Perito Moreno is the biggest glacier in the world accessible by land and one of the most spectacular sites in South America. Visiting Perito Moreno is probably the closest you will get to a glacier in Patagonia.
A series of boardwalks bring you within a few hundred meters of this incredible glacier. One of the highlights is to see huge chunks break off the face of the glacier and fall into the water with an incredible splash. The easiest way to visit this natural wonder is to take a Perito Moreno Tour from El Calafate.
Tierra del Fuego National Park
- Name of National Park: Tierra del Fuego National Park
- Location: Tierra del Fuego Province, Argentina
- Closest Town: Ushuaia
- Size: acres 155676 acres (63 000 ha)
- Popular Activities: hiking, skiing, and sailing
- Popular Hiking Trails: Laguna Esmeralda
Tierra del Fuego National Park (Parque Nacional Tierra del Fuego) is the southernmost national park in Argentina. The park is known for its subantarctic forest and coastal scenery. It is located near the most southern city in the world, Ushuaia. One of the unique national parks in South America.
Tierra del Fuego translates to Land of Fire and is also known as ‘The End of the World. Shared by Argentina and Chile, this is an archipelago comprising several islands and covers an area of about 70,000 square kilometers. The archipelago on the southern tip of South America offers fantastic hiking, skiing, and sailing.
Hiking in Tierra del Fuego National Park
Hiking in the subantarctic forest of the rugged Tierra del Fuego National Park there are a variety of trails, from short day hikes to challenging multi-day treks, with views over snowcapped mountains, forests, lakes, lagoons, and beaches. Laguna Esmeralda is probably the most popular of the day hikes in Ushuaia. It takes 4 to 5 hours to complete this 9 km hike. For a multi-day hike consider the Torres del Río Chico Basecamp Trek, a challenging 3-day trek from sea-level near Ushuaia up to a high Andean plateau.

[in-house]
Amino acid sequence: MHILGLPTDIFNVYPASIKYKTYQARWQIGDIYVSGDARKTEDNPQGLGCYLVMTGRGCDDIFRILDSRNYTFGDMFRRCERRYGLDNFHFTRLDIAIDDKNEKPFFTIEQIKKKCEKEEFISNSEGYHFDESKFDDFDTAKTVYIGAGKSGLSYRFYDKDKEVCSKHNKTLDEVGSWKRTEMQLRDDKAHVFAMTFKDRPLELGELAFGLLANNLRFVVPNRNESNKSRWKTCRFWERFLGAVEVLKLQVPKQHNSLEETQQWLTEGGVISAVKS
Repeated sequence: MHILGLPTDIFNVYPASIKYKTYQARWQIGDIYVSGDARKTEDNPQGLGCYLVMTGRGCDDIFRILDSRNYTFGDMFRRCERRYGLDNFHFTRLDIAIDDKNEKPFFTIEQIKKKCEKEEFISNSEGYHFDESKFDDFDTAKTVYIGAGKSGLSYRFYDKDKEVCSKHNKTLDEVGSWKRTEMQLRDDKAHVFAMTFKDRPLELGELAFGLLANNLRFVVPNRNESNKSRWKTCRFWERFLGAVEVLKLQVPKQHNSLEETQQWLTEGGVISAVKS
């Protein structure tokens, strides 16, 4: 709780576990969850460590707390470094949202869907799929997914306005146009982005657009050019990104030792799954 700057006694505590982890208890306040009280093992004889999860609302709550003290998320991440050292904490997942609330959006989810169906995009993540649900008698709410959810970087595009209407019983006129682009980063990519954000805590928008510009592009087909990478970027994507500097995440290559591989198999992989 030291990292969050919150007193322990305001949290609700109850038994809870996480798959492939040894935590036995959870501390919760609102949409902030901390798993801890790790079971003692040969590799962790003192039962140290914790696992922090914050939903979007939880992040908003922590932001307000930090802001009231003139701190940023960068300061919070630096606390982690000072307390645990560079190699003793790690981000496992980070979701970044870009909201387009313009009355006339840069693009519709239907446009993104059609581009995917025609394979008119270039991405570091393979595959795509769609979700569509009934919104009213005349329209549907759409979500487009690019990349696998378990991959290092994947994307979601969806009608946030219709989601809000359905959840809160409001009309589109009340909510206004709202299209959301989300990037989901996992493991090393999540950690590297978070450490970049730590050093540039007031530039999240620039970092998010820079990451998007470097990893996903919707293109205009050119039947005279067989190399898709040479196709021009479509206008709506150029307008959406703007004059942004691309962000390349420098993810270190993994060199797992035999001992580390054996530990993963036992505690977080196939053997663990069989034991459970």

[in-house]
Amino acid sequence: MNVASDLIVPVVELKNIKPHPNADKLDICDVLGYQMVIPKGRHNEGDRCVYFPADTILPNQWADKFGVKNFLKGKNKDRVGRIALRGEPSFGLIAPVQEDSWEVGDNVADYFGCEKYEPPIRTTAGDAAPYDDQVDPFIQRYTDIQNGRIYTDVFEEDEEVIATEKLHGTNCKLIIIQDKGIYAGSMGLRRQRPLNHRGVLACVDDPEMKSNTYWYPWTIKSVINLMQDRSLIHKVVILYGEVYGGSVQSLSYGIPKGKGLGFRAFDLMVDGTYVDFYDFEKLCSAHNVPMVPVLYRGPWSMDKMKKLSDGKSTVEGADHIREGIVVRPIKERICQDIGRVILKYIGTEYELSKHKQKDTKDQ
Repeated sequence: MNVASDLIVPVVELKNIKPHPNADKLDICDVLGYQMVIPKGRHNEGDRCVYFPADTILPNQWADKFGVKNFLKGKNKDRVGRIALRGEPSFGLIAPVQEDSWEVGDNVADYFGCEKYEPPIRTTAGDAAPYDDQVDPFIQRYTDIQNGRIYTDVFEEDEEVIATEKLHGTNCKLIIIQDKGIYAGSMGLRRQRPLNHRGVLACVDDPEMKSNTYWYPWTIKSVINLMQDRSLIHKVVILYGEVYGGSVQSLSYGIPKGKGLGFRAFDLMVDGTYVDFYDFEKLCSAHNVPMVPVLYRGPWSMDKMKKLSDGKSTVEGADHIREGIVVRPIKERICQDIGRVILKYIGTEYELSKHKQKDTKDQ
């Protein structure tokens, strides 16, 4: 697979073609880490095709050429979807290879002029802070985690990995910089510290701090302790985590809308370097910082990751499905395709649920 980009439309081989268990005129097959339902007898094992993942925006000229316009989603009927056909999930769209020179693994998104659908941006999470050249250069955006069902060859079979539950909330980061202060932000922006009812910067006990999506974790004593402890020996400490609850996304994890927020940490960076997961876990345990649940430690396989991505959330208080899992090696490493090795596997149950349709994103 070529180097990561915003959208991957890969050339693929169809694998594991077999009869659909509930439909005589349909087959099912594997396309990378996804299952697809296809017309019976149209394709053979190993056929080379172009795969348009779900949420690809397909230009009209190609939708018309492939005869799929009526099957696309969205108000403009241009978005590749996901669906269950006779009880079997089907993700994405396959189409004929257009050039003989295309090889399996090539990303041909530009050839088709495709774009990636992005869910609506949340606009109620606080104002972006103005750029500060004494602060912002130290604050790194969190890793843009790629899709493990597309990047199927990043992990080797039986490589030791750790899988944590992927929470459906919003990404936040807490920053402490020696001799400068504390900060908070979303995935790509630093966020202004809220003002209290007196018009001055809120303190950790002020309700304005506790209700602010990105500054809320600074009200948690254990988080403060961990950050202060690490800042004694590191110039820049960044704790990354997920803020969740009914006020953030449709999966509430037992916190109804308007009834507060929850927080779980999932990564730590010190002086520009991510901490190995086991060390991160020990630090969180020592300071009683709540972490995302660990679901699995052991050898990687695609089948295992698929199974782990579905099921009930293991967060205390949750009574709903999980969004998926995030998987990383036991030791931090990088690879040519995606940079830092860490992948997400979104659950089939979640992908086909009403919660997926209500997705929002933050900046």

Nahuel Huapi National Park
Name of National Park: Nahuel Huapi National Park
Location: Lake District Argentina
Closest Town: Bariloche
Size: 1759999 acres
Popular Activities: Hiking, swimming, kayak, standup paddleboard, canoe, fly fishing
Popular Hiking Trails: Refugion Frey
Located near the city of Bariloche in Argentina’s Lake District, Nahuel Huapi was established in 1934 and is the oldest and second-largest national park in Argentina. The park is 1759999 acres (712246 ha) and is covered in lakes and forests. Water activities like swimming, kayaking, standup paddleboarding, canoeing, fly fishing, and sailing are very popular in Nahuel Huapi with more than 60 lakes and lagoons.
Hiking in Nahuel Huapi National Park
There are plenty of day hikes in Nahuel Huapi National Park. Two hiking routes to Refugio Frey are popular day hikes, both rated as difficult hikes. The trailheads for Refugio Frey are Cerro Cathedral 11.6 miles (19 km) one way or Villa Los Coihues 7.3 miles (12 km) one way.
Many of the huts in Nahuel Huapi National Park are connected by a series of trails making it possible to do multi-day hikes and stay over in the huts. Hiking first to Refugio Frey and then continuing to other huts several hut-to-hut hiking options are possible.
The strong half of Stingy Nomads, a nomadic aquaman that would be happy to spend all his life in the water diving, surfing and spearfishing but often has to compromise with Alya and go hiking instead. Campbell is responsible for all our marine adventures and following them with write-ups. He loves traveling, braai (BBQ in South Africa), red wine and spending the day in a wetsuit.